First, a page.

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Addressing the Mental Health Needs of Children and Families in the Juvenile Court. “Busting Myths, Breaking Barriers” January 9, 2008 Phoenix, Arizona Presented by: Tom C. Rawlings Director, Office of the Child Advocate State of Georgia tom@gachildadvocate.org www.tomrawlings.com

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Addressing the mental health needs of children and families in the juvenile court l.jpg

Addressing the Mental Health Needs of Children and Families in the Juvenile Court

“Busting Myths, Breaking Barriers”

January 9, 2008

Phoenix, Arizona

Presented by:

Tom C. Rawlings

Director, Office of the Child Advocate

State of Georgia

tom@gachildadvocate.org

www.tomrawlings.com

This Presentation was created in collaboration with:

Melissa Piasecki, M.D.

Associate Professor, Dept. of Psychiatry

University of Nevada School of Medicine


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Questions to Answer in the Juvenile Court

  • What does the Juvenile Court do?

  • How do Mental Health and Juvenile Court intersect, and Why?

  • How do you figure out what these children need?

  • Do these children belong in the juvenile court system?

  • What are some good models for addressing the mental health needs of children involved with the juvenile court system?


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Questions to Answer in the Juvenile Court

  • What does the Juvenile Court do?


The court s jurisdiction l.jpg

Children under 17 accused of a crime. in the Juvenile Court

Children under 18 alleged to be deprived (neglected or abused) and who need state protection.

Children under 18 accused of a status offense

Children accused of a crime but who are incompetent to stand trial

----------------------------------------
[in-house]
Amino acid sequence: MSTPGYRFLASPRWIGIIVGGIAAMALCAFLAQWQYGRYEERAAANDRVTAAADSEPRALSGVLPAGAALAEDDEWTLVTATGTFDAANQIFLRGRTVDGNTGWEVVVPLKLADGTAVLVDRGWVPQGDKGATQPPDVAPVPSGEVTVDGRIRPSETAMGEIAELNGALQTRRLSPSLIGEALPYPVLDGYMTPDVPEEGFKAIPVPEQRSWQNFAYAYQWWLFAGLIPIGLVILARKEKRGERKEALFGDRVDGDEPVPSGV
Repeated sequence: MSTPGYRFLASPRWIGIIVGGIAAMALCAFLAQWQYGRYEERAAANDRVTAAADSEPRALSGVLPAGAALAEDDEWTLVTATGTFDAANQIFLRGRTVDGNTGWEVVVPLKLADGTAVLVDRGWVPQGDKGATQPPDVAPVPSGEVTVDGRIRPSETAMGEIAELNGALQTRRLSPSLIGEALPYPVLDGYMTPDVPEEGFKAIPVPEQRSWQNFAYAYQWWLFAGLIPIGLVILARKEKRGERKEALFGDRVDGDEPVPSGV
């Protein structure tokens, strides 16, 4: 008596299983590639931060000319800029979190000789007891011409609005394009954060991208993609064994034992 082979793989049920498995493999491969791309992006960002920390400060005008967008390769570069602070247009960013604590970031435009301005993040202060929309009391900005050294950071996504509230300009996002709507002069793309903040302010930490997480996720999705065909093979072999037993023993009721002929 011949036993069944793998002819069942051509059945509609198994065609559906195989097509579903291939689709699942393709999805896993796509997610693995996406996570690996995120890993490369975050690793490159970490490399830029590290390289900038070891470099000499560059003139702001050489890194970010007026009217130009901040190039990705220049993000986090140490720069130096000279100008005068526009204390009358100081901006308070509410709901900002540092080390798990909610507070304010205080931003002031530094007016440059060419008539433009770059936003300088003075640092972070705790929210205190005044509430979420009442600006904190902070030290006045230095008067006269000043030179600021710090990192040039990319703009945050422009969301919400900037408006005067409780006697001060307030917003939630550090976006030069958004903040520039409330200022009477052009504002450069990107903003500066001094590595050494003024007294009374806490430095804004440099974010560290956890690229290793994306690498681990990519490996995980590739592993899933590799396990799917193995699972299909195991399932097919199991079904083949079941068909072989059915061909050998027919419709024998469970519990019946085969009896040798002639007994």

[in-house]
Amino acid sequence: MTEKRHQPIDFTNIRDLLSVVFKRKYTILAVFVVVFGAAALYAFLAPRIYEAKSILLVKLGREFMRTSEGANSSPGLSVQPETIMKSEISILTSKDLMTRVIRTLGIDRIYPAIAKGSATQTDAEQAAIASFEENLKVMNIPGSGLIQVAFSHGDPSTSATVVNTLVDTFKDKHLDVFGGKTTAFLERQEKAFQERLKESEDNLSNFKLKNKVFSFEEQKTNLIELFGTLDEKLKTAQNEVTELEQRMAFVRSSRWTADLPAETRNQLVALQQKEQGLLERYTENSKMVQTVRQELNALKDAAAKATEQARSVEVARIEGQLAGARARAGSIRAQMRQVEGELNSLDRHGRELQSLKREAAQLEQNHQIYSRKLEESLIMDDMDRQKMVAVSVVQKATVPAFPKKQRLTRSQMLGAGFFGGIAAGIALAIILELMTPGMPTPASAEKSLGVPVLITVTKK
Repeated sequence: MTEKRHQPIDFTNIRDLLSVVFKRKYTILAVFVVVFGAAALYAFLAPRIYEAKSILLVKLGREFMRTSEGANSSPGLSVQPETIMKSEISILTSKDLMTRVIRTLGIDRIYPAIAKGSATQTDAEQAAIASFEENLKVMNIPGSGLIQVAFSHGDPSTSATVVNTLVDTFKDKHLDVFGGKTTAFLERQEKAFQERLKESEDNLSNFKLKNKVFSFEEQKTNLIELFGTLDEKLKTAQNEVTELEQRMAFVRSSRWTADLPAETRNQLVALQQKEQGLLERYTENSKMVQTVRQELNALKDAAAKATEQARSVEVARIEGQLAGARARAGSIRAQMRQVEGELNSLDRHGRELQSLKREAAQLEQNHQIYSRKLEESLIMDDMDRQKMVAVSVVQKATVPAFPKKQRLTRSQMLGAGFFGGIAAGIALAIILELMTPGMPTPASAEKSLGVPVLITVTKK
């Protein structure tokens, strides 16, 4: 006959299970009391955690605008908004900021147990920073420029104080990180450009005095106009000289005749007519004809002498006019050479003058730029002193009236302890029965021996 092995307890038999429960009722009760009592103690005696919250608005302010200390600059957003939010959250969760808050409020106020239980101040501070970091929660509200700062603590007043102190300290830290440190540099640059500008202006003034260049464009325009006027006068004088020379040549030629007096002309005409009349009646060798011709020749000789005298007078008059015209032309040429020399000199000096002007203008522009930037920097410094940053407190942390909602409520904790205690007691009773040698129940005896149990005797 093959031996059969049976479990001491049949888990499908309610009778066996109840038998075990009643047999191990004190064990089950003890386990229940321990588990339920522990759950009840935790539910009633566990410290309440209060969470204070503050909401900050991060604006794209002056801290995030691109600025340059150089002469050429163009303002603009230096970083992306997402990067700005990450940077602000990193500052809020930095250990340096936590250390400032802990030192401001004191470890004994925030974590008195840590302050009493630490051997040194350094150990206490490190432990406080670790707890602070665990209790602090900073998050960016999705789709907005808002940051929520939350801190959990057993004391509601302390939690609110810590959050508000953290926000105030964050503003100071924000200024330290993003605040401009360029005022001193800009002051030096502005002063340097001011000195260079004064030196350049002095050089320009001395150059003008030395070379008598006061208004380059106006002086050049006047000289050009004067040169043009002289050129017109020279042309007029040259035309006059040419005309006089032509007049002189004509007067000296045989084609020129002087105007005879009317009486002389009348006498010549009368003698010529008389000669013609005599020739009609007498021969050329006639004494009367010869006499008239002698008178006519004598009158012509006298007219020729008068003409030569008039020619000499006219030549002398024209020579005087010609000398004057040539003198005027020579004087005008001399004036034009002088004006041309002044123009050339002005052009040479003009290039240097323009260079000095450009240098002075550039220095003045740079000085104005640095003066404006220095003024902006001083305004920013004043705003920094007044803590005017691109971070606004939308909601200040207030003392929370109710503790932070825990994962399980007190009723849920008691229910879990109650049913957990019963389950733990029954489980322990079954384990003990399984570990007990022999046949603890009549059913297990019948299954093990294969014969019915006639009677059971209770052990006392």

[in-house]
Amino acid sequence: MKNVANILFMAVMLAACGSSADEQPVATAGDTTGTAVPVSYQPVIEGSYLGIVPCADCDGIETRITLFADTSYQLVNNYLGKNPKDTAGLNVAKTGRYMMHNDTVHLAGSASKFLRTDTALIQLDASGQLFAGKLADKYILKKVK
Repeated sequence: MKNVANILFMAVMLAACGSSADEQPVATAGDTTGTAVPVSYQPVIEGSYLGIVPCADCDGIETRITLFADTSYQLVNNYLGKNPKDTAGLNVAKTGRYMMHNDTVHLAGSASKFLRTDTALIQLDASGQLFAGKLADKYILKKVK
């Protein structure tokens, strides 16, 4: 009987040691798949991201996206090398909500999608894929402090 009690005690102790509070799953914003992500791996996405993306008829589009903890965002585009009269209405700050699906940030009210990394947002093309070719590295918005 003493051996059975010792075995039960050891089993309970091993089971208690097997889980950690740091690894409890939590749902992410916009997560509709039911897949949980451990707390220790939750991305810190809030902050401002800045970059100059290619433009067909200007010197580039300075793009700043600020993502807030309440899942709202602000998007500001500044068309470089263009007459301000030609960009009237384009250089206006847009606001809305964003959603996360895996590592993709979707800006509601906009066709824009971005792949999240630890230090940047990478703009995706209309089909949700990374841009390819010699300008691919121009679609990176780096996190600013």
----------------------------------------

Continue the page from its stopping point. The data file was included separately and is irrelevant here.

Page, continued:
The Court’s Jurisdiction


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Role of the Juvenile Court in Foster Care in the Juvenile Court

  • Primary responsibility of the Court and State to foster children: reunification of the family

  • To accomplish the goal of stable families requires fit parents

  • For parents with mental illness and substance abuse, effective mental health services are needed


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Crimes in the Juvenile Court

Foster Care

Incompetency

“Walk-ins”


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Questions to Answer in the Juvenile Court

  • How do Mental Health and Juvenile Court intersect, and Why?


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Mental Health Concerns and Delinquency/Status Offenses in the Juvenile Court

  • Estimated 15 to 20% rate of severe mental illness among juvenile offenders1

  • Less severe mental illness about 40%1

  • Parents and caregivers often first seek help from law enforcement

  • Schools, prohibited from taking long-term punitive action against Special Education students, often turn to juvenile justice system

1.Arredondo, David E. MD et al, Juvenile Mental Health Court: Rationale and Protocols, Juv. And Family Ct. Jnl. 52 (4) Fall 2001 1-19.


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Juveniles in Detention in the Juvenile Court

  • Two-thirds of juvenile detention facilities hold youth awaiting mental health treatment 1

  • Santa Clara County, California, 2001 detained juveniles2:

    • 37% severe traumatic experiences

    • 19% significantly depressed

    • 10% hopelessness

    • 9% psychosis